SiNPs were evaluated using a Zetasizer Nano ZS (Malvern Instruments, Malvern, UK), as already described in our previous work.14 Samples for transmission electron microscopy (TEM) analysis were prepared by dropping aliquots of SiNP solutions on 400-mesh carbon-coated copper grids (SPI Supplies, West Chester, PA, USA). Prior to measurements, the films on the TEM grids were allowed to air-dry. To characterize the size and shape of SiNPs, images were collected using an FEI Tecnai G2 X-Twin 200 kV microscope (Thermo Fisher Scientific). The accelerating voltage during measurements was 200 kV.
Cell culture and exposure to silica NPs
The human glioblastoma cell line LN229 (American Type Culture Collection [ATCC]) was a kind gift from Professor Cezary Marcinkiewicz from the Department of Neuroscience, Temple University, Philadelphia. Cells were cultured in high-glucose DMEM with 10% of heat-inactivated FBS Gold, penicillin (100 U/mL), streptomycin (100 μg/mL), and 2 mmol/L L-glutamine. Cells were cultured in Falcon flasks (BD Biosciences) in a 5% CO2 incubator (Galaxy S+; Eppendorf, Hamburg, Germany) at 37°C. Cells reaching subconfluence were detached from the culture plates using 0.05% trypsin 0.02%–EDTA in calcium-free PBS and counted in a Scepter cell counter (Merck Millipore, Billerica, MA, USA). Directly before experiments, stock solutions of SiNPs in deionized water were sonicated for 10 minutes to avoid particle aggregation. The final concentrations of SiNPs were obtained by diluting stock solutions with culture medium containing 10% FBS.
The viability of LN229 cells was evaluated according to methods in Carmichael et al.20 Briefly, cells were seeded in 24-well plates at a density of 5×104/well. Confluent cells were then cultured with three sizes of SiNPs (7 nm, 5–15 nm, and 10–20 nm) at concentrations of 5–1,800 μg/mL for 24 hours and 48 hours. Next, cells were washed twice with PBS and incubated with 1 mL MTT solution (0.25 mg/mL in PBS) at 37°C in a humidified 5% CO2 atmosphere for 3 hours. The medium was removed and formazan products solubilized in 1 mL of 0.1 mmol/L HCl in absolute isopropanol. Absorbance of a converted dye in living cells was read on a microplate reader (Tecan, Männedorf, Switzerland) at a wavelength of 570 nm. The viability of SiNP-treated LN229 cells was calculated as a percentage of control untreated cells. All experiments were run in triplicates.
Cell morphological analysis
To visualize morphological characteristics of glioblastoma LN229 cells exposed to 5–15 nm SiNPs, cells were double-stained with acridine orange (AO) and ethidium bromide (EtBr). Staining was followed by fluorescence-microscopy observations. AO is able to enter both dead and viable cells. It emits red fluorescence when bound to single-stranded DNA, found predominantly in dead cells, and green fluorescence when bound to double-stranded DNA observed in viable cells. EtBr is actively excreted from living cells.21 LN229 cells at a density of 2.5×105 were seeded into six-well plates and incubated with 50 μg/mL and 100 μg/mL SiNPs at 37°C in a humidified atmosphere containing 5% CO2 for 24 hours and 48 hours. After incubation, cells were stained with a mixture of AO (10 μmol/mL) and EtBr (10 μmol/mL). Cells were visualized using fluorescence microscope (CKX 41; Olympus, Tokyo, Japan) at 100× magnification.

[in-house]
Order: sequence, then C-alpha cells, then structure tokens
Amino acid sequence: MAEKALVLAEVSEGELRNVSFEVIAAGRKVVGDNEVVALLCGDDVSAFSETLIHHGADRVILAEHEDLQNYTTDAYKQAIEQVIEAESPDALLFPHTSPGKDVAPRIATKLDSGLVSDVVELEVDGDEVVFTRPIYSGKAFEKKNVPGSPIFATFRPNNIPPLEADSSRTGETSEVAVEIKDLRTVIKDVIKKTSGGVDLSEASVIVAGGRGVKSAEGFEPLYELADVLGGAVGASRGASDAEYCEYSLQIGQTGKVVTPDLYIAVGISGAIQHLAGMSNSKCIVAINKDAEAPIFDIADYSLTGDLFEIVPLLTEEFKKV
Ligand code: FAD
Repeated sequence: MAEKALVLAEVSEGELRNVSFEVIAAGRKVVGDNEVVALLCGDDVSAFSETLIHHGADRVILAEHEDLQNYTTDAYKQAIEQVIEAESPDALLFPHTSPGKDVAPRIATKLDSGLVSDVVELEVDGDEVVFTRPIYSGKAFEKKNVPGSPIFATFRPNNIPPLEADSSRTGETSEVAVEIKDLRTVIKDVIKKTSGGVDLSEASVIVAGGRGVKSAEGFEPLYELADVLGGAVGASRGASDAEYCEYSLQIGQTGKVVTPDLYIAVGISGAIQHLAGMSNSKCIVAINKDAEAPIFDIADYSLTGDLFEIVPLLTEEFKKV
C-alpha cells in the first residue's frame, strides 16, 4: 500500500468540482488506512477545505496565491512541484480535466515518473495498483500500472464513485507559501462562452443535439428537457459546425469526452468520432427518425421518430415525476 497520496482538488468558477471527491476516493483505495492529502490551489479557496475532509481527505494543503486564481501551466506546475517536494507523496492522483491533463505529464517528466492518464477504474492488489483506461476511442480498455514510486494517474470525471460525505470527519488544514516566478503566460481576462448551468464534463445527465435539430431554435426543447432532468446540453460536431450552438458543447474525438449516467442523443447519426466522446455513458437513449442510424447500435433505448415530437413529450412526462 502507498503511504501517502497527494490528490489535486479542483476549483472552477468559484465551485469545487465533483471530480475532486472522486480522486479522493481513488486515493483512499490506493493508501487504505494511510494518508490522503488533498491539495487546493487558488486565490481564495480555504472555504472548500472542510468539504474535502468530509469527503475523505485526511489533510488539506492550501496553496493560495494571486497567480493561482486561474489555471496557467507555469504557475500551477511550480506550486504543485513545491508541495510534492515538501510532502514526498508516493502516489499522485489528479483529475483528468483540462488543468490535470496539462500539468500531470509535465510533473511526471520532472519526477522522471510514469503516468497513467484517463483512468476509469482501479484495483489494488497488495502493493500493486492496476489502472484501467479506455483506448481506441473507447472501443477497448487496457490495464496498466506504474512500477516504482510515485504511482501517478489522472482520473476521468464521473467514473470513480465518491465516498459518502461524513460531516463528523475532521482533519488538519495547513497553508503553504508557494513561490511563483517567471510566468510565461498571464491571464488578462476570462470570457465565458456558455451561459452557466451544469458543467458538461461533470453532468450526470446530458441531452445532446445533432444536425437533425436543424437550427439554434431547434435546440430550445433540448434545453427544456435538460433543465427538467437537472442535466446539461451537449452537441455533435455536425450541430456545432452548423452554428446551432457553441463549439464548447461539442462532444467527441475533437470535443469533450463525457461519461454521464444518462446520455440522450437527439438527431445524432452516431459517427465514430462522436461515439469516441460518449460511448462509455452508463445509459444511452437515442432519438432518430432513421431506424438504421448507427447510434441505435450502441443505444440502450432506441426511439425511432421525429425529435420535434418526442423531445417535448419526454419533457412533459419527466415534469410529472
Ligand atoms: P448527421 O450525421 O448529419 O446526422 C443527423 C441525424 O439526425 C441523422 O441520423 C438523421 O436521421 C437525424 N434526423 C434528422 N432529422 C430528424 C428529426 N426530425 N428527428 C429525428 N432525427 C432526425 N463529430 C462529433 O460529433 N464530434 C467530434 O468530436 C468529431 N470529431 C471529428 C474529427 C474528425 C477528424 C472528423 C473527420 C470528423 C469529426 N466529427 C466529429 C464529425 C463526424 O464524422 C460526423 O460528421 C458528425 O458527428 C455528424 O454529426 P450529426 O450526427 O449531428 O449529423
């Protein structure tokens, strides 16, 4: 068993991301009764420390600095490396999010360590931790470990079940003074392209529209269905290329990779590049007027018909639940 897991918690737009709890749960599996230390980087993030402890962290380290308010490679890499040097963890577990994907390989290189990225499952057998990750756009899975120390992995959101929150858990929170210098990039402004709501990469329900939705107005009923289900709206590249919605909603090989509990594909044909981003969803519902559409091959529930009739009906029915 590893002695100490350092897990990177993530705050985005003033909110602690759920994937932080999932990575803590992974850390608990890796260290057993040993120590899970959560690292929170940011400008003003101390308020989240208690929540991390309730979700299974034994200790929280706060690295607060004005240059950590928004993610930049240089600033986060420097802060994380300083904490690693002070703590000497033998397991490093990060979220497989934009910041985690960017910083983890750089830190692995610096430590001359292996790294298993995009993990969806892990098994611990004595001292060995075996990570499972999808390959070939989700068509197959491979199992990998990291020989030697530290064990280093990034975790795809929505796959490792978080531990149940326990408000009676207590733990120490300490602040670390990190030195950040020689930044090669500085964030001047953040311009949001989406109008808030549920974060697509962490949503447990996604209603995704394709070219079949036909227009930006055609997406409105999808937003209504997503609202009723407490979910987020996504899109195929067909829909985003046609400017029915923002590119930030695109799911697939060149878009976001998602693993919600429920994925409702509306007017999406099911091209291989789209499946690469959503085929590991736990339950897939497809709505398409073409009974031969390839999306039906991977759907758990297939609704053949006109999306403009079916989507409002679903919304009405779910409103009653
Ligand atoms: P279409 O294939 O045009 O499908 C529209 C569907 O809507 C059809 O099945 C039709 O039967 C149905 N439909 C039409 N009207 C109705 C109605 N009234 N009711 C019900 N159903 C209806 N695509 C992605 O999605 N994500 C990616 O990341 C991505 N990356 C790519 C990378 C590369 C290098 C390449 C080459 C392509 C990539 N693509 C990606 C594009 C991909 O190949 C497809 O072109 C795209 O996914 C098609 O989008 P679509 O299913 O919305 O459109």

Detection of apoptosis
Apoptosis of LN229 cells was evaluated using the FITC–annexin V apoptosis-detection kit followed by flow-cytometry analysis. The cells were seeded in a 6-well plates at a density of 2.5×105 per well (in 2 mL of medium) and cultured until they reached confluence. The cells were grown in high-glucose DMEM with 50 μg/mL and 100 μg/mL of 5–15 nm SiNPs, for 24 hours and 48 hours. Next, cells were trypsinized and resuspended in DMEM and then in a binding buffer. The cells were stained using FITC–annexin V and propidium iodide (PI) for 15 min in the dark, according to the manufacturer’s manual. Flow cytometry analysis was performed using the FACSCanto II cytometer (BD FACSCanto II, San Diego, CA, USA). Analysis of data was performed using the FACSDiva software (BD, San Diego, CA, USA). The dead cells were discriminated on the basis of forward- and side-scatter parameters; annexin V+/PI− were identified as early apoptotic and annexin V+/PI+ as late apoptotic cells. A sum of Q2 and Q4 quadrant populations of analyzed cells was presented as the percentage of apoptotic cells.
Caspase 3/7 and caspase 9 activities
Measurement of caspase 3/7 and caspase 9 activities after SiNP treatment was performed using the luminescent Caspase-Glo 3/7 and Caspase-Glo 9 assays following the manufacturer’s instructions. Briefly, LN229 cells were seeded in white-walled 96-well culture plates (Nunclon; Thermo Fisher Scientific) at a density of 104/well. Subsequently, cells were incubated with medium containing 5–15 nm SiNPs at concentrations of 50 μg/mL and 100 μg/mL for 24 hours and 48 hours. After incubation, 100 μL Caspase-Glo 3/7 or Caspase-Glo 9 reagent was added to each sample. Cells were mixed using a plate shaker at 300 rpm for 45 seconds and left in the dark at room temperature for 40 minutes, followed by measurement of luminescence with a microplate reader (Tecan). The experiment was run in triplicate.
Reactive oxygen-species generation